This handout photo released by the Israel Antiquities Authority on Wednesday, Feb. 15, 2016, shows work on uncovering of an ancient settlement in Jerusalem. (Israel Antiquities Authority via AP/Assaf Peretz)
Archaeologists find ancient, 7,000-year-old settlement
February 24, 2016
Israeli archaeologists have unearthed a 7,000-year-old settlement. It was found in northern Jerusalem. They are describing it as the oldest discovery of its kind in the area.
Israel's Antiquities Authority said the excavation exposed two houses. They had well-preserved remains and floors containing pottery vessels and flint tools. It also had a basalt bowl.
Ronit Lupu is the authority's director of excavations. She said the items are typical of the early Chalcolithic period. It began around 5,000 B.C. Similar developments have been found elsewhere in present-day Israel. But they have not been found in Jerusalem.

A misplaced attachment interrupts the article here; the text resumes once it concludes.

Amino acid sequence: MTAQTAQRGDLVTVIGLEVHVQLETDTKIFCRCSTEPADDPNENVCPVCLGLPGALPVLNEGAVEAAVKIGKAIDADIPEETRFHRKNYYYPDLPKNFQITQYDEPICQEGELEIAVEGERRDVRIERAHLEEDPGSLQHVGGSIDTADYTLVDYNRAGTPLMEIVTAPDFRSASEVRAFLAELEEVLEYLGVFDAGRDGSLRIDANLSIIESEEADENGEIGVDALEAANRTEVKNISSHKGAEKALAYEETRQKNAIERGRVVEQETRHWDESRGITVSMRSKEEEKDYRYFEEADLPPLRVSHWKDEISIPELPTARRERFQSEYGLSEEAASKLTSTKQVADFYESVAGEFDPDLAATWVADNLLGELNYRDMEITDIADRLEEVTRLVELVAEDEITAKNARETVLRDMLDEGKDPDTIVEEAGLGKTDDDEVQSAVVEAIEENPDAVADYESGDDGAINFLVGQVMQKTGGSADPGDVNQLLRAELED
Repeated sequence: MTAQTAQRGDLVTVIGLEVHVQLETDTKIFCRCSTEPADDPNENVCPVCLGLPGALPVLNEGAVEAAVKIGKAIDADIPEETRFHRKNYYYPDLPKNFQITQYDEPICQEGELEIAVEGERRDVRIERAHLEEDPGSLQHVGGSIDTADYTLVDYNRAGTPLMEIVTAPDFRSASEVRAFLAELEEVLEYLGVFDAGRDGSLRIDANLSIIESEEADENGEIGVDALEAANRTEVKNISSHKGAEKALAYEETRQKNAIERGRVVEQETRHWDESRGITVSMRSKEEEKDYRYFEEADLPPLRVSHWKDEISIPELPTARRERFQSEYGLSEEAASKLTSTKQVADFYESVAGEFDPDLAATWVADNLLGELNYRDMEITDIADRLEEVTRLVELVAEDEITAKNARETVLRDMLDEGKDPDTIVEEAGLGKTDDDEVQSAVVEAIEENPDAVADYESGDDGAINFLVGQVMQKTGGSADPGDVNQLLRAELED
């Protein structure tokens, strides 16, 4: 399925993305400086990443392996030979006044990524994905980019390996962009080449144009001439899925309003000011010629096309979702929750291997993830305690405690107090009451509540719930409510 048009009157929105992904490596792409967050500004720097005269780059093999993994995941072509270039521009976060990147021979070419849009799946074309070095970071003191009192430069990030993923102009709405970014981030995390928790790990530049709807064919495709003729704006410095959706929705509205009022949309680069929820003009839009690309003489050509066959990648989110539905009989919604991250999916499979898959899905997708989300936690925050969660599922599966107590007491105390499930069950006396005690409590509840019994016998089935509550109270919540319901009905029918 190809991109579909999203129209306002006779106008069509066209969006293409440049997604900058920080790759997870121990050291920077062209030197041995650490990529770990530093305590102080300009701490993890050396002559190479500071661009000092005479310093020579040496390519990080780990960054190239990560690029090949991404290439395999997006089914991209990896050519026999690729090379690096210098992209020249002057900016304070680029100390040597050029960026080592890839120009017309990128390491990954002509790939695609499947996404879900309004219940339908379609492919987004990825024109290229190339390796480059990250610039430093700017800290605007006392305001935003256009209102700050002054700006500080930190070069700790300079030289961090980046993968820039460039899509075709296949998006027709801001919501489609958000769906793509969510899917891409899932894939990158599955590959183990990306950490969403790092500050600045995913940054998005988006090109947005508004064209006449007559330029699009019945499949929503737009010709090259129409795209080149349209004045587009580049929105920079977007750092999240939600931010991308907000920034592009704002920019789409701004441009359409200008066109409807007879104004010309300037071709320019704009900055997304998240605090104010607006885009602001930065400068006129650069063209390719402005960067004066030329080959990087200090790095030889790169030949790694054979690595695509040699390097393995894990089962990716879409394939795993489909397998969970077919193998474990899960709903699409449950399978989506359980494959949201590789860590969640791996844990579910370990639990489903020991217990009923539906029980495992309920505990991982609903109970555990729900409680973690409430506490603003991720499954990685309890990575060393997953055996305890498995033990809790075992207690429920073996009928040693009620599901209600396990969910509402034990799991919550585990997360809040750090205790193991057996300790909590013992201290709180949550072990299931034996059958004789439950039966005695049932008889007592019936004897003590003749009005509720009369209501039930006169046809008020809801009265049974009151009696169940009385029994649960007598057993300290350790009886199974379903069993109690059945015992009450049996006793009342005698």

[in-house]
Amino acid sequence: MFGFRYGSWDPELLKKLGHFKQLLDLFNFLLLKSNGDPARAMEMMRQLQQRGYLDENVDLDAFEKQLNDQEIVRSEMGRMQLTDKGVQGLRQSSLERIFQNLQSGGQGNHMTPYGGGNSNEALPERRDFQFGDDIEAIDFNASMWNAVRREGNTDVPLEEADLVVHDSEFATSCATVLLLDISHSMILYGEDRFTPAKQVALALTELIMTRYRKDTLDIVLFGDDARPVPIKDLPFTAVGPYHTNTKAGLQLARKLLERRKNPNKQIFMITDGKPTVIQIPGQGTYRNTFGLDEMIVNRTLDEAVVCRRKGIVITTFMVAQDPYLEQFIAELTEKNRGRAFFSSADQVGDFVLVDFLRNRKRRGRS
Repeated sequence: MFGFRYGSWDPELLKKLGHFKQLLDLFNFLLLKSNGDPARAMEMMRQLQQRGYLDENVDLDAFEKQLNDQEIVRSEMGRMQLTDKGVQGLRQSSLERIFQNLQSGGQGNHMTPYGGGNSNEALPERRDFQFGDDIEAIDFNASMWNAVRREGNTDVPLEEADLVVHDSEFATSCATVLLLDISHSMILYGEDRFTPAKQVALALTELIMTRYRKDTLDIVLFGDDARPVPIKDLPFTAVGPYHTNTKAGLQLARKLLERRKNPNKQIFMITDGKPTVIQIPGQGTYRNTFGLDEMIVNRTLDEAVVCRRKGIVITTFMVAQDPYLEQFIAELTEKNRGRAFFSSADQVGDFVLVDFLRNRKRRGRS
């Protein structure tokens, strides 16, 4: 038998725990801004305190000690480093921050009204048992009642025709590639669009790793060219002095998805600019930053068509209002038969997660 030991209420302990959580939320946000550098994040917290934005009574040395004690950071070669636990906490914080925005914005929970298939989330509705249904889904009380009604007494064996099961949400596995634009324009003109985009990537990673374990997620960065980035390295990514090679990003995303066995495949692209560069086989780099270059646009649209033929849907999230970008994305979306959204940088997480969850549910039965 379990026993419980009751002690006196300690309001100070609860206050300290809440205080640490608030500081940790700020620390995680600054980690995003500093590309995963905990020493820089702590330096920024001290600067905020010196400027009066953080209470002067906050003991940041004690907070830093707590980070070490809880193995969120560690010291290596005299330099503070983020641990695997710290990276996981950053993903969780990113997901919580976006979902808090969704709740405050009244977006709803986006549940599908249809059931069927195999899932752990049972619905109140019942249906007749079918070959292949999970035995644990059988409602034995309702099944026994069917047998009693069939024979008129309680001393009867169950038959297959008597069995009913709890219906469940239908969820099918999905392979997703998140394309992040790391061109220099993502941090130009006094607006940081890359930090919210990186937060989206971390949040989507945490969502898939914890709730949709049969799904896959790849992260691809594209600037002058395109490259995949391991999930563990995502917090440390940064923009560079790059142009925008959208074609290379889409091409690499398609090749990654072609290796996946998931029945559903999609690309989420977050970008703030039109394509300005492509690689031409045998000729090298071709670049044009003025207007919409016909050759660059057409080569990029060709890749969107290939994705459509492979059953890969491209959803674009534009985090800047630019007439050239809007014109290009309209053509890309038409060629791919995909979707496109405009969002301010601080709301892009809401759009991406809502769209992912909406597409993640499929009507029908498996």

"This is the first time we found architecture of this kind in Jerusalem itself," she said. "We are talking about an established society. Very well organized. With settlement. With cemeteries."
People began to use tools made from copper during the Chalcolithic period. They continued to use stone tools as well.
The site was found while authorities were doing roadwork. They were working in the east Jerusalem neighborhood of Shuafat.
It remains unclear how large the development was. The excavation covered an area of about 500 square feet. There were no immediate plans to expand the work, Lupu said.
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